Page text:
Cutting the rails down was easy, I did that on the table saw, but reconnecting them wasn’t as straight-forward. Each slat has a tenon on each end and when I cut the rails down, that tenon gets removed on one side. I spent forever trying to figure out the best way to reattach the tops of the rails.
My first thought was to glue on makeshift tenons and rebuild it similar to their original design. But, this was a silly idea and, luckily, I realized that using pocket screws would save me hours.
So, I trimmed down one of the unused slats and filled each empty mortise so that I would have something to screw into.
I assembled the new rails with construction adhesive and pocket screws and then filled the pocket holes with wooden plugs.
The stacked 2x4s doesn’t look great, so this is where the 1×4 comes in. It just covers the edge of the 2x4s and also acts as a drink rest.
I went ahead and used a dowel to fill in all the screws holes that would be showing in the base and cut each one with a flush trim saw.
I wanted to assemble the entire swing even though I would be taking it apart for paint, later on. So, I laid the headboard flat and screwed the base down to it with HeadLOK screws. I love using TimberLOK and HeadLOK screws for different jobs because they’re as strong as lag screws and they’re star drive.
I drilled holes for the ropes into each end of each 4×4 and I used a forstner bit that was just wide enough for the diameter of the ropes.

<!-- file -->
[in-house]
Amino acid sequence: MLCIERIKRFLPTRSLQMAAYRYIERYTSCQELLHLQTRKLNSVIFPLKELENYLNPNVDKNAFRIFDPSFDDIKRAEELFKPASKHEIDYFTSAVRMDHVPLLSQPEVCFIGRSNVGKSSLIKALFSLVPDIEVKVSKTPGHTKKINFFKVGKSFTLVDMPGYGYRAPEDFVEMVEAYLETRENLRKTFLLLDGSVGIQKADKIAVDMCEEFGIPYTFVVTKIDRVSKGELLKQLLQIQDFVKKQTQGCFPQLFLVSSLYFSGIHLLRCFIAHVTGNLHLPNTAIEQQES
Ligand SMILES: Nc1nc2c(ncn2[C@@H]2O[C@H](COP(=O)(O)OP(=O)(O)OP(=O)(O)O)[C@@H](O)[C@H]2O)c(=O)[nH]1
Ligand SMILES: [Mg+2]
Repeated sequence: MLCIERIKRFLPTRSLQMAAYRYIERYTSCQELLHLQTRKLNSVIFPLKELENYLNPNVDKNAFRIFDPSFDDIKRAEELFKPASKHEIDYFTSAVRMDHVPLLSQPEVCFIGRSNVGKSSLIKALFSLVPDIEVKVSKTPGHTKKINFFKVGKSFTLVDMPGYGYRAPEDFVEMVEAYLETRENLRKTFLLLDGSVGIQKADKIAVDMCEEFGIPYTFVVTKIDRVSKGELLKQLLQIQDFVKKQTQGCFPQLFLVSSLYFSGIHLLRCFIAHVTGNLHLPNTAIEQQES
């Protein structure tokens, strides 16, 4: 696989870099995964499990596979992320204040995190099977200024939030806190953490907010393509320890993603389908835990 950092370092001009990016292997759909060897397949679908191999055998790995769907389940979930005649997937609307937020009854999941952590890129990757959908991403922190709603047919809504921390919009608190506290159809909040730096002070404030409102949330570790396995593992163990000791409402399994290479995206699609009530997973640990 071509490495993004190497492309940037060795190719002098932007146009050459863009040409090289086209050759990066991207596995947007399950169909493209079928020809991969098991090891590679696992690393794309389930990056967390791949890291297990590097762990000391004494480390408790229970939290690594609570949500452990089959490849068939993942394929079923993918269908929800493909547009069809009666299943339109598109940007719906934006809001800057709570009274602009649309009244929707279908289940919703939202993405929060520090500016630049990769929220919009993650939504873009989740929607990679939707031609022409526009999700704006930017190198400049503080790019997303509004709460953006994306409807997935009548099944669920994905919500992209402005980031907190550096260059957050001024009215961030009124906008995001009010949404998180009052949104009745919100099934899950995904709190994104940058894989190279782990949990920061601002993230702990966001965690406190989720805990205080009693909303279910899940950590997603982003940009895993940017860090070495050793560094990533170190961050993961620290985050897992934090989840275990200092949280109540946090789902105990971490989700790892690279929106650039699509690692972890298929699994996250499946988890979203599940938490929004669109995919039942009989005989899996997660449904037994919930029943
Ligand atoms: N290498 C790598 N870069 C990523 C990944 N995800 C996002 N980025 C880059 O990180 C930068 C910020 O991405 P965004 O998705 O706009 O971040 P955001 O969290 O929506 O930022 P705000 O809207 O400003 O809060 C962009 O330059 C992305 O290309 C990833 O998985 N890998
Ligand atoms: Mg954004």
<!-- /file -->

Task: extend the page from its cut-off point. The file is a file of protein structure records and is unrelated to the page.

The rails must be attached in several places or, because of their design, they’ll be wobbly. So, they get several screws from the side into the 2x4s and then through the back of the headboard into the rails.
I added galvanized brackets and attached them with bolts through the headboard and 3 1/2″ screws into the 4x4s to make sure the headboard was secure.
The crib has stain and a polyurethane topcoat, so we can’t just paint right over it. A bonding primer will let you paint over shiny surfaces, but I went ahead and sanded quite a bit to give it an even better chance at bonding.
I wanted the owners to be able to easily refresh the finish on this swing, so I used a high end exterior paint as the topcoat. Once it starts fading they can just clean it and then put another coat on.
Halfway through painting I reattached the rails so that I could plug the screw holes before finishing the paint.
The wood paneling on the porch ceiling made the install a bit trickier. I couldn’t rely on a stud finder to….eh….find the studs. I had to use a combination of looking at the existing nail holes and drilling very small holes until I found the spots for the 4 anchors.
A really neat trick I used on this install was, once I found the 4 spots, I drilled holes large enough for some edge trimmer string and then pushed the string into the hole until it stopped. If it didn’t stop I know I missed the studs. This is a quick way to verify you have great spots for secure hangers.
I tied a stopper knot on the end of each rope and let the swing down to rest. It only took a bit of adjustment to get the ropes to the right length and we were in business!
I joked about being asked to do this project, but it really was fun. There’s something weirdly satisfying about turning a piece of furniture into a piece of furniture it wasn’t meant to be.
Watch the video for the final shots of the swing…it turned out amazing!